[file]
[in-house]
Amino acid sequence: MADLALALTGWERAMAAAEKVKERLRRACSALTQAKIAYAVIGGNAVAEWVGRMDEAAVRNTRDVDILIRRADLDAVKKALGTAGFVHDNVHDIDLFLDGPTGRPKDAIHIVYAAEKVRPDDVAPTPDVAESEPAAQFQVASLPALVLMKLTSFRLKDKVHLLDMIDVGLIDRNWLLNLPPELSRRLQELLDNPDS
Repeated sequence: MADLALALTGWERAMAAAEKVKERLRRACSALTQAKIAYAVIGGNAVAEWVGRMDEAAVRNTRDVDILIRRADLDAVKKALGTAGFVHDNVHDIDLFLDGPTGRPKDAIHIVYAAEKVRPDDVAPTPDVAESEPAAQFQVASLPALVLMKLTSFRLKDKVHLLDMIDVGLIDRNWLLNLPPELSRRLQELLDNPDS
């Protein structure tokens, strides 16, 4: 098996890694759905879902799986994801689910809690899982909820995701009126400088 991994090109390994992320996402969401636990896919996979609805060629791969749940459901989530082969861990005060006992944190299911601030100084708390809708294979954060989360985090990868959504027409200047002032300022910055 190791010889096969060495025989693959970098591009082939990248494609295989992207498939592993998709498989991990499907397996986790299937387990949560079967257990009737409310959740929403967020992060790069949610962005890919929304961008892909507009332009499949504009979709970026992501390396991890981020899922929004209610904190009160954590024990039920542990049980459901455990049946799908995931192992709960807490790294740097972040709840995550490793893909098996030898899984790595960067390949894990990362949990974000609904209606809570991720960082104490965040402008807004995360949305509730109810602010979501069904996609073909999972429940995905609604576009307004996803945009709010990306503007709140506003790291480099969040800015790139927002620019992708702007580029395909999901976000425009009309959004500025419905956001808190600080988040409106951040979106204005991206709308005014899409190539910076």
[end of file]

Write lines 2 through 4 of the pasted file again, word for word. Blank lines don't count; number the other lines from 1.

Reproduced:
Amino acid sequence: MADLALALTGWERAMAAAEKVKERLRRACSALTQAKIAYAVIGGNAVAEWVGRMDEAAVRNTRDVDILIRRADLDAVKKALGTAGFVHDNVHDIDLFLDGPTGRPKDAIHIVYAAEKVRPDDVAPTPDVAESEPAAQFQVASLPALVLMKLTSFRLKDKVHLLDMIDVGLIDRNWLLNLPPELSRRLQELLDNPDS
Repeated sequence: MADLALALTGWERAMAAAEKVKERLRRACSALTQAKIAYAVIGGNAVAEWVGRMDEAAVRNTRDVDILIRRADLDAVKKALGTAGFVHDNVHDIDLFLDGPTGRPKDAIHIVYAAEKVRPDDVAPTPDVAESEPAAQFQVASLPALVLMKLTSFRLKDKVHLLDMIDVGLIDRNWLLNLPPELSRRLQELLDNPDS
């Protein structure tokens, strides 16, 4: 098996890694759905879902799986994801689910809690899982909820995701009126400088 991994090109390994992320996402969401636990896919996979609805060629791969749940459901989530082969861990005060006992944190299911601030100084708390809708294979954060989360985090990868959504027409200047002032300022910055 190791010889096969060495025989693959970098591009082939990248494609295989992207498939592993998709498989991990499907397996986790299937387990949560079967257990009737409310959740929403967020992060790069949610962005890919929304961008892909507009332009499949504009979709970026992501390396991890981020899922929004209610904190009160954590024990039920542990049980459901455990049946799908995931192992709960807490790294740097972040709840995550490793893909098996030898899984790595960067390949894990990362949990974000609904209606809570991720960082104490965040402008807004995360949305509730109810602010979501069904996609073909999972429940995905609604576009307004996803945009709010990306503007709140506003790291480099969040800015790139927002620019992708702007580029395909999901976000425009009309959004500025419905956001808190600080988040409106951040979106204005991206709308005014899409190539910076």